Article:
My selection is "Basketball belles : how two teams and one scrappy player put women's hoops on the map" written by Sue Macy with illustrations by Matt Collins.
The first women basketball players faced two opponents: their competition on the court and the code of conduct expected of a lady. Macy does an admirable job of immersing his audience in the first women's intercollegiate basketball game played in 1896 between Stanford and the University of California at Berkeley. He uses Stanford guard, Agnes Morley, to tell his story through invented dialogue which creates an immediate connection with the reader. Agnes, the daughter of a New Mexico rancher, introduces readers to a game very different than the one played by the WNBA. There was no dribbling, players didn't travel up and down the court and because it was considered improper for a lady to perspire in the presence of gentlemen -- the game was played before an all-female audience. Nevertheless, these ladies had plenty of hustle.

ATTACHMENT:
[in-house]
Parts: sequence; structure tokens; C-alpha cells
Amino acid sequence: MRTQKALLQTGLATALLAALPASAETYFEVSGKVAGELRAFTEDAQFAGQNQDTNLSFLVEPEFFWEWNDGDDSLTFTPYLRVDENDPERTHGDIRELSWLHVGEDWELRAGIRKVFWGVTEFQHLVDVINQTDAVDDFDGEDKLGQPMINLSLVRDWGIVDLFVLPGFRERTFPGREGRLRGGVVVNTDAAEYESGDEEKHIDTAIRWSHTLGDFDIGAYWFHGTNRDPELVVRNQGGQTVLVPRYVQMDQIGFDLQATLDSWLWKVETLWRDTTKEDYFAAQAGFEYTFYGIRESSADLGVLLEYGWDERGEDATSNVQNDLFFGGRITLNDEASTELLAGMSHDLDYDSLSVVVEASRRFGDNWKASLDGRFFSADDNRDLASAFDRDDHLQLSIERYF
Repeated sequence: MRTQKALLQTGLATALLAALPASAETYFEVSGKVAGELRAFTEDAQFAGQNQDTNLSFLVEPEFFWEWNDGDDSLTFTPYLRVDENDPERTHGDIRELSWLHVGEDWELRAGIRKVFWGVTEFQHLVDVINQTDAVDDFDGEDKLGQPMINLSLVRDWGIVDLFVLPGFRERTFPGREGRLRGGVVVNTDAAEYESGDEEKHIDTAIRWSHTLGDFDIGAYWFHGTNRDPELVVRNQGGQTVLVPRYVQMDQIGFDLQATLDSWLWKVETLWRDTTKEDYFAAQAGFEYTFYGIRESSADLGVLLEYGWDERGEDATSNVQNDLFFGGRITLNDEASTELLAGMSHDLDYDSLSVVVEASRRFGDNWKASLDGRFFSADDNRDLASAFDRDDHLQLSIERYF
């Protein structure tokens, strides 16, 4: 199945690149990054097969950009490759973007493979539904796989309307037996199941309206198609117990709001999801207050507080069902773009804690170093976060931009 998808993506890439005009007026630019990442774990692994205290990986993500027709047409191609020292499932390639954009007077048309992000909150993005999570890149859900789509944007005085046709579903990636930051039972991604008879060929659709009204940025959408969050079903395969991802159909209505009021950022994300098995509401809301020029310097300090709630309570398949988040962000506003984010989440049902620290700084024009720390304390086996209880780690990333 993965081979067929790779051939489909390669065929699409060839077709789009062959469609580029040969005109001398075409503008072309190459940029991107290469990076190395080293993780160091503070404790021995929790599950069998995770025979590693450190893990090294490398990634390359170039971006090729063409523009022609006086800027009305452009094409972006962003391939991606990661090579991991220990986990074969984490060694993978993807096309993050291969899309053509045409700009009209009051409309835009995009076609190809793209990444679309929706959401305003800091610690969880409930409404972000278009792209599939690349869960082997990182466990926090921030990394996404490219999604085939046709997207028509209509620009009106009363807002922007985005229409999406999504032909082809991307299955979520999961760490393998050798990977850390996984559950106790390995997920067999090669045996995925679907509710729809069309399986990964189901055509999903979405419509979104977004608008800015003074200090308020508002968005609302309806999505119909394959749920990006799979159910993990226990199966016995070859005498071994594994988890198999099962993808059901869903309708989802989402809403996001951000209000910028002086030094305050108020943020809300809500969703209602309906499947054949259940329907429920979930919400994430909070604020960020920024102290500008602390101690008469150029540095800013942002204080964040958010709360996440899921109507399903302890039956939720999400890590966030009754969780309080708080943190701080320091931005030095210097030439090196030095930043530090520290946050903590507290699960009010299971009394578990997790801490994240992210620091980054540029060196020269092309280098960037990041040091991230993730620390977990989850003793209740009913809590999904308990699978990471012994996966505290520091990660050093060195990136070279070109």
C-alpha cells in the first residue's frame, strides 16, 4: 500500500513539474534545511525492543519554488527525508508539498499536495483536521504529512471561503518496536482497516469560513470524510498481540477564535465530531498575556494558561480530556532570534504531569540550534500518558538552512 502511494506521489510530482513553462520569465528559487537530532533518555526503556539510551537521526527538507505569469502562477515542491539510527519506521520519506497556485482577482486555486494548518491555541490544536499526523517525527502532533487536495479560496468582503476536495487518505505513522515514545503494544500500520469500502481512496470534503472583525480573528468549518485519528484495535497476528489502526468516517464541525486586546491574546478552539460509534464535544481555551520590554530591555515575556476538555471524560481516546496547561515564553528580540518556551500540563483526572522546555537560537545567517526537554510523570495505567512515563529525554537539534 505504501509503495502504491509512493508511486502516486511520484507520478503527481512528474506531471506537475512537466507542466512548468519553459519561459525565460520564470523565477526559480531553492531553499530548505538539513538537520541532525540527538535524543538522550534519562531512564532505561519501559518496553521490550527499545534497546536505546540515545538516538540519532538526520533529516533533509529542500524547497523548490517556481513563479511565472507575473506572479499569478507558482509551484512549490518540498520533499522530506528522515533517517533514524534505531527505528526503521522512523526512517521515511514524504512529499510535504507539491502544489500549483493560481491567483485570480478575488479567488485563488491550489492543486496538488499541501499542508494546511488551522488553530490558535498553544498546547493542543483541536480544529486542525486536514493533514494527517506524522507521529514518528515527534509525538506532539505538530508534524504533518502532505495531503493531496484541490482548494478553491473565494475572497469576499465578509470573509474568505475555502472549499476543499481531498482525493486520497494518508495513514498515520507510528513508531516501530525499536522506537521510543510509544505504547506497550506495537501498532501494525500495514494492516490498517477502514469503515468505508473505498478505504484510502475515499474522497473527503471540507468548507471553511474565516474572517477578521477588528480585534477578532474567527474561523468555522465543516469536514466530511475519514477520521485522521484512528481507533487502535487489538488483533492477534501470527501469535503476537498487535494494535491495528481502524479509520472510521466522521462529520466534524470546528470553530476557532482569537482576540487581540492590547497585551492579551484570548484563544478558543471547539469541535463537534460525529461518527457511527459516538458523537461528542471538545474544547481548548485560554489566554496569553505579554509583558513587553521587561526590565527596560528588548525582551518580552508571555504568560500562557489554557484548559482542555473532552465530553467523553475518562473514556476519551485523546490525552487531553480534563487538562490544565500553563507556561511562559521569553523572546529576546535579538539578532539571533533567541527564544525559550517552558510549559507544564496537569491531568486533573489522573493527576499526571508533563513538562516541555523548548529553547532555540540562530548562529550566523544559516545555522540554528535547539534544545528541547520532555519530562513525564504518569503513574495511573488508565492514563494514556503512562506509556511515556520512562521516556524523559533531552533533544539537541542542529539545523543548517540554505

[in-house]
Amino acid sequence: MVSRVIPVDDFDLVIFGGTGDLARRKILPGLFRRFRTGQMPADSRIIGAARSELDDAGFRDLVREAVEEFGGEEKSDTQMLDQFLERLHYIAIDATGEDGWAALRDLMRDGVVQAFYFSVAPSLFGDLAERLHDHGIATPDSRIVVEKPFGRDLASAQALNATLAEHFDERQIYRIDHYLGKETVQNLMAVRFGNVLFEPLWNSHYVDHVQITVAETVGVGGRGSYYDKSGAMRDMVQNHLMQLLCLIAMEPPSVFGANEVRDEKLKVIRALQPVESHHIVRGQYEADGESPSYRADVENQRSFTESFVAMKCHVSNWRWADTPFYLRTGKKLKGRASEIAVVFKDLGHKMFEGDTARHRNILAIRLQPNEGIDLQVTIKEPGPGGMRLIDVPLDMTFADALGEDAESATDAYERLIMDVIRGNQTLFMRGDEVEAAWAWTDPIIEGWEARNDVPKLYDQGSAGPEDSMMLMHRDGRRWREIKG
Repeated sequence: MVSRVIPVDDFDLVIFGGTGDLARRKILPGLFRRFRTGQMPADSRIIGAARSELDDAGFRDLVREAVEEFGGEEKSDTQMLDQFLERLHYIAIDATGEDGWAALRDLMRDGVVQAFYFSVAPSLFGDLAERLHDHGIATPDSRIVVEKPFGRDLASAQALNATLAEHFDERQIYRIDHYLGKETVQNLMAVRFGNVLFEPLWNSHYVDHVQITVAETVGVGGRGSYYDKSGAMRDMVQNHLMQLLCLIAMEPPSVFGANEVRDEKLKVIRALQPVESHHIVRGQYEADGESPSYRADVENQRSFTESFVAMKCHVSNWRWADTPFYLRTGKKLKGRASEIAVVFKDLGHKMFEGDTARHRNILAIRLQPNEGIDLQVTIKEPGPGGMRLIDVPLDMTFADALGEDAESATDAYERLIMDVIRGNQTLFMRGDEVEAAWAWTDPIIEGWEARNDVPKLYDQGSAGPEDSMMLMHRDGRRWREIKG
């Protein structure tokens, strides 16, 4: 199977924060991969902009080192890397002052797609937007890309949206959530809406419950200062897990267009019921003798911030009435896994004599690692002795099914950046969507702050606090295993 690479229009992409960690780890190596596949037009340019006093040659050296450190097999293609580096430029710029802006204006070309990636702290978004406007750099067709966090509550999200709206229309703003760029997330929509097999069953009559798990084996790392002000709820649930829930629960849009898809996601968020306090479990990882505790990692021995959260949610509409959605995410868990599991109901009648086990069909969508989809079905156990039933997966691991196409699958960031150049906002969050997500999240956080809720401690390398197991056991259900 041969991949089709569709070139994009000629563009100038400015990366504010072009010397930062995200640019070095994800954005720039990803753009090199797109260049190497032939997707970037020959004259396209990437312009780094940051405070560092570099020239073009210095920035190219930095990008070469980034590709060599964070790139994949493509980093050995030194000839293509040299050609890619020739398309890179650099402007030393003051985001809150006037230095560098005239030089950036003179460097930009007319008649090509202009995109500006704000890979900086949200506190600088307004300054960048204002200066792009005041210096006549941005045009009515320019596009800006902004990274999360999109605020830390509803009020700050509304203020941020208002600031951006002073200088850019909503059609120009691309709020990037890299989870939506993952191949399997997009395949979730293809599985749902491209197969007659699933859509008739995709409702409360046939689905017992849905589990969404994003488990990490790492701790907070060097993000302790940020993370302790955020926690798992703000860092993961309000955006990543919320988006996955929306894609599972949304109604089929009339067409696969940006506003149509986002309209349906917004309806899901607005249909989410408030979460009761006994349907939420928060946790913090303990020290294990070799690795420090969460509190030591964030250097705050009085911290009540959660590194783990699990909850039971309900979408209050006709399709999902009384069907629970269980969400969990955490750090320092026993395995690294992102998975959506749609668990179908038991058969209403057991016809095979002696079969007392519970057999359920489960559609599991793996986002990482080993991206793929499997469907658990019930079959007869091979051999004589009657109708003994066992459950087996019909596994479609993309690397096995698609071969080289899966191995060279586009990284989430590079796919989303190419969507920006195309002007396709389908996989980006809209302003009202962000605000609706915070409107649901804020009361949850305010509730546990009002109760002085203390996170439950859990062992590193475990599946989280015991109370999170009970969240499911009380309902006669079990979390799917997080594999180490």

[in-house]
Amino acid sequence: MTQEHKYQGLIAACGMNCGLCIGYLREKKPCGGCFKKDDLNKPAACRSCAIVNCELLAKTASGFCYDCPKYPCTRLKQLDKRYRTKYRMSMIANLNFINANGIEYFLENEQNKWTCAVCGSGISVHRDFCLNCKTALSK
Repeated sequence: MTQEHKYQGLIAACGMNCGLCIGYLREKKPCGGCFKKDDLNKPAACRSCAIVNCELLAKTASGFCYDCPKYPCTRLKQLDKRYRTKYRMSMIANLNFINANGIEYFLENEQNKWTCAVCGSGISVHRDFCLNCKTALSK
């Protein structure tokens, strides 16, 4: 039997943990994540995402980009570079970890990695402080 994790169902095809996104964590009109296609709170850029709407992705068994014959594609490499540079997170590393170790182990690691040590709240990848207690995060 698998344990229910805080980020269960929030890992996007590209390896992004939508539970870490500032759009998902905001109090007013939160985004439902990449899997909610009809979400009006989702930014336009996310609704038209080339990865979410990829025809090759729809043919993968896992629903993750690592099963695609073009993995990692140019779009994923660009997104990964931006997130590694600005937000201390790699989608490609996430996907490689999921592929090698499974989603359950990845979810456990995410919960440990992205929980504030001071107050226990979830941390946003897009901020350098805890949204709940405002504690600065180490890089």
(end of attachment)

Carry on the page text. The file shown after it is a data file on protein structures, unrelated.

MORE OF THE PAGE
Collins' illustrations offer a dynamic play-by-play look at this historic game from often unexpected angles and carries the reader through every exciting moment right down to the cheering exuberance of Stanford's team in celebrating their win.